The interim chief of the Boston archdiocese said yesterday the church would weigh selling property to settle some 450 pending clergy abuse claims, and added he has already instructed church attorneys to push hard for a “fair and equitable” global settlement.
Making clear getting the church past its litigation woes and reaching out to estranged victims were his priorities, Bishop Richard G. Lennon said, “I will support efforts to arrive at a settlement of claims as soon as possible.” He added he would visit victims and apologize to them “on behalf of the church.”
Lennon made the remarks at his first news conference since assuming the post of apostolic administrator Friday in the wake of Bernard Cardinal Law’s resignation.
He said he had no clear sense of how long he would be in the Boston seat, and set forth a minimal agenda that turned on three goals: Support for clergy victims, prevention of further abuse and “fostering unity” across the archdiocese.
“It would be my hope to do all that I can if I am here for sufficient time, but I have no idea what the time will be,” Lennon said.
Lennon said he would not try to contest a decision last week by Catholic Charities, the church’s key social services arm, to accept $56,000 raised by the lay group Voice of the Faithful. Late Tuesday, the No. 2 archdiocese official, Bishop Walter J. Edyvean, issued a release objecting to the donation.
“While I regret what has happened,” he said, “I realize it has happened, and that the money received will be accepted by Catholic Charities and will be used to support the poor.” Noting VOTF has collected a reported $27,000, more with the intention of offering it to the church as well, Lennon said: “I will have to seek counsel on the proposed further donation.”
Speaking of the archdiocese’s relationship with VOTF, which has been strained, he said: “I look forward to further dicussions.” But he said he would not rescind a ban on allowing any new VOTF chapters from meeting on church property.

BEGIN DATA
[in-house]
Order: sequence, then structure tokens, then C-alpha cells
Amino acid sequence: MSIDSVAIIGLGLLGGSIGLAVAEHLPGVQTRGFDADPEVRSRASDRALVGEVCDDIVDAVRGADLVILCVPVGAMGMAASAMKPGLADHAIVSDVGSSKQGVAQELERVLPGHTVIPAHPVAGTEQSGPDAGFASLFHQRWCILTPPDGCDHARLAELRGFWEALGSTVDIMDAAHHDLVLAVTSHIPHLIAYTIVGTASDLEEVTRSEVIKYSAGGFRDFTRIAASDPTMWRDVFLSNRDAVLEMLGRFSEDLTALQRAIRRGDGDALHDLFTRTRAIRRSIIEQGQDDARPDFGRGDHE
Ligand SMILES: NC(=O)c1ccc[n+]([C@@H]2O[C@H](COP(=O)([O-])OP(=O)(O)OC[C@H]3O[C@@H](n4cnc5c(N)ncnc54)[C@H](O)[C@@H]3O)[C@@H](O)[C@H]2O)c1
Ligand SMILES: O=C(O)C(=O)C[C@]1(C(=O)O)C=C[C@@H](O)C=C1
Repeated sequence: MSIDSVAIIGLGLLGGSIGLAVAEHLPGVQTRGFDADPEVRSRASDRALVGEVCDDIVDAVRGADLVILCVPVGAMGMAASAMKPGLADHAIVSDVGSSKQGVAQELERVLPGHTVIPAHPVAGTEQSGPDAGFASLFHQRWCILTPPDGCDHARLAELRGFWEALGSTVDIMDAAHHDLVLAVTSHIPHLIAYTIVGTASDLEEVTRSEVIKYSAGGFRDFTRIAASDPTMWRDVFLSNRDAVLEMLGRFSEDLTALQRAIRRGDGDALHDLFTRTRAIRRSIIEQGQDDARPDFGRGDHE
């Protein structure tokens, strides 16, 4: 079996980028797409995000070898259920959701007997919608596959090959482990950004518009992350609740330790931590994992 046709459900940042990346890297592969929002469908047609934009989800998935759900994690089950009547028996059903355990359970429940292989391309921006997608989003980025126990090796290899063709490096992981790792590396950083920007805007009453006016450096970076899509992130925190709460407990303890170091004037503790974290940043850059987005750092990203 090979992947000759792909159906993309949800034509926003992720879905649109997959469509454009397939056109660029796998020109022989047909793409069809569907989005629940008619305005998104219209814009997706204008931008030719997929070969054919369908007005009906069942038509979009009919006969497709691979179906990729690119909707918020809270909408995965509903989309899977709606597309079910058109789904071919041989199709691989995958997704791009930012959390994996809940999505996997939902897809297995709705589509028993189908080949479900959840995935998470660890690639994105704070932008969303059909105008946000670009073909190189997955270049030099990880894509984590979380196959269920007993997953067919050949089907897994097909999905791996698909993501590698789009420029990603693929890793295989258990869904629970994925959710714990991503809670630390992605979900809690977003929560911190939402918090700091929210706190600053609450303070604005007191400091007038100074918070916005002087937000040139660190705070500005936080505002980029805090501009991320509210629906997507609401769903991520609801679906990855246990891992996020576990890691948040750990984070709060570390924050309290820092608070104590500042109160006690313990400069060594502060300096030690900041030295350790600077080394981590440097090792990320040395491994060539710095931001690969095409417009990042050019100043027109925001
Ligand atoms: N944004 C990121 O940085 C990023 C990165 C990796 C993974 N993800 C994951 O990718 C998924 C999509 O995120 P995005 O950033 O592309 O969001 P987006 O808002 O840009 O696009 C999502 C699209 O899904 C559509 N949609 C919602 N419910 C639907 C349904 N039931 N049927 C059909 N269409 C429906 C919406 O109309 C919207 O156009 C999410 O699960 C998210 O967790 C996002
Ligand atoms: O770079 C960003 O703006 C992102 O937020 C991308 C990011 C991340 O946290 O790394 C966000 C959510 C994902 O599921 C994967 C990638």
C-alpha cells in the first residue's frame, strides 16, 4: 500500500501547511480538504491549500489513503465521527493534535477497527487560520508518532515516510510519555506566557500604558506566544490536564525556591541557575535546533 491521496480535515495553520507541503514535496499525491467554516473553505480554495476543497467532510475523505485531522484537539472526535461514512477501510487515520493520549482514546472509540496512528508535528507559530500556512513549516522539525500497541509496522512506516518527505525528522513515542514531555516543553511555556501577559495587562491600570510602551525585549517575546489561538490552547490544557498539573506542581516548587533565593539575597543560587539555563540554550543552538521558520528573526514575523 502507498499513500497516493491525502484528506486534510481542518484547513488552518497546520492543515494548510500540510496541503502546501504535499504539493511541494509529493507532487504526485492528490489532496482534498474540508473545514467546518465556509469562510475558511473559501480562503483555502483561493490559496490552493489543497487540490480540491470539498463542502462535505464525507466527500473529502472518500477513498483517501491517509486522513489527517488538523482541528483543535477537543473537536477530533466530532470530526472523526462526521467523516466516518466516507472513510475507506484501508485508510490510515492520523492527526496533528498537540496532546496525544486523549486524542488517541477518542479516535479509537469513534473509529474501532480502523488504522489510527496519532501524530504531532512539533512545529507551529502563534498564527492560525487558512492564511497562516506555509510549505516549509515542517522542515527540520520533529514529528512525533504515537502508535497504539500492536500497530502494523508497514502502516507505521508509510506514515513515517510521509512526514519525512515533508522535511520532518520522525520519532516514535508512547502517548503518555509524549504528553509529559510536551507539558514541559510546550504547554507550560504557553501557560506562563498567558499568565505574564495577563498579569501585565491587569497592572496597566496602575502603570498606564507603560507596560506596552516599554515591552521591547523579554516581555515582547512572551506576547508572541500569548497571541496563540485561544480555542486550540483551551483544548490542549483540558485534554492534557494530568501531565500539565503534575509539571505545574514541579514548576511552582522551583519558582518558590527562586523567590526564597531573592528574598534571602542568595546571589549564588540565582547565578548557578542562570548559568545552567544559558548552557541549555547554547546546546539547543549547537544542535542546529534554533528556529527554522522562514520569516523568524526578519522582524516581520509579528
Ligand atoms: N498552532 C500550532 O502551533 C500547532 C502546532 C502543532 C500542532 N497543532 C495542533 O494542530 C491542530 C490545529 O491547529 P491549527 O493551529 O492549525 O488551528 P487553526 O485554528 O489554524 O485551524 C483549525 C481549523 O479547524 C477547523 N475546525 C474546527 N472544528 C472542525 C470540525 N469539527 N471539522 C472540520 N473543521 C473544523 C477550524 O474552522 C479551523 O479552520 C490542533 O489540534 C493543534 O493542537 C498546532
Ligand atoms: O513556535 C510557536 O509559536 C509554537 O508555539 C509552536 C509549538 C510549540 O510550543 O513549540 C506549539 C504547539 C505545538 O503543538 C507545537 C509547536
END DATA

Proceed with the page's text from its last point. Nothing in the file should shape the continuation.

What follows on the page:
Regarding the threat of bankruptcy, Lennon said, “I’m unaware of what the position of the Vatican is on that point.” He said the archdiocese would not dismiss the option of bankruptcy outright – although plaintiffs’ lawyers have derided it as a negotiating ploy – and added: “How this will be funded may well involve the sale of property owned by the RCAB exclusive of parish property.
“Along with that would be the money we would be able in conversations with the two insurance carriers we would be able to make up,” he said. He was referring to some $90 million in liability insurance underwritten by the Travelers and Kemper insurance firms for the years 1977 through 1989.
Lennon declined to comment when asked what role he himself had in handling abusive clerics.
Documents show he was informed about at least two clergy molesters, John J. Geoghan and Paul J. Mahan, in the mid-1990s. But the files indicate he was kept in the loop only so far as he was responsible for overseeing the technicalities of their “laicization,” or withdrawal from priesthood.
Lennon said he was not familiar with the methods being used by a new review board empaneled to assess claims against clergy.
A Herald investigation has determined that in the case of Msgr. Michael Smith Foster – the only priest reinstated this year after being accused of abuse – the church relied on a negative assessment of Foster’s accuser from an archdiocese psychologist who never met the accuser, Paul R. Edwards.
“The work with the allegations and those who are working with them,” he said, “on those matters I have had no involvement at all and hopefully this week and even over the weekend I will be meeting those priests and staff who are working on that to be brought up with my understanding and information on just what is done.”
William J. Gately, the New England co-coordinator for the Survivors Network for Those Abused by Priests, said he was pleased with Lennon’s first public remarks.
“I was encouraged by what he said and his order of priorities – to protect children, heal victims and bring unity to the laity,” he said. “Ironically those are goals that I too would like to see accomplished in that particular order.”
Attorney Roderick MacLeish Jr., who has examined thousands of clergy abuse files, said Lennon was not prominent in the cases he was familiar with. “I thought the tone and priorities” Lennon outlined “were absolutely correct,” he said.
MacLeish and his partner, Jeffrey A. Newman, urged all those questioning Lennon to “give him an opportunity to perform his duties in a difficult, emotional time.”
Attorney Mitchell Garabedian said his clients “were disappointed” that Lennon did not address “his knowledge of past pedophile behavior by priests.” He added: “Although his speech was not a break from the past, the words were moderately encouraging. We will wait to see what steps the church takes to back them up.”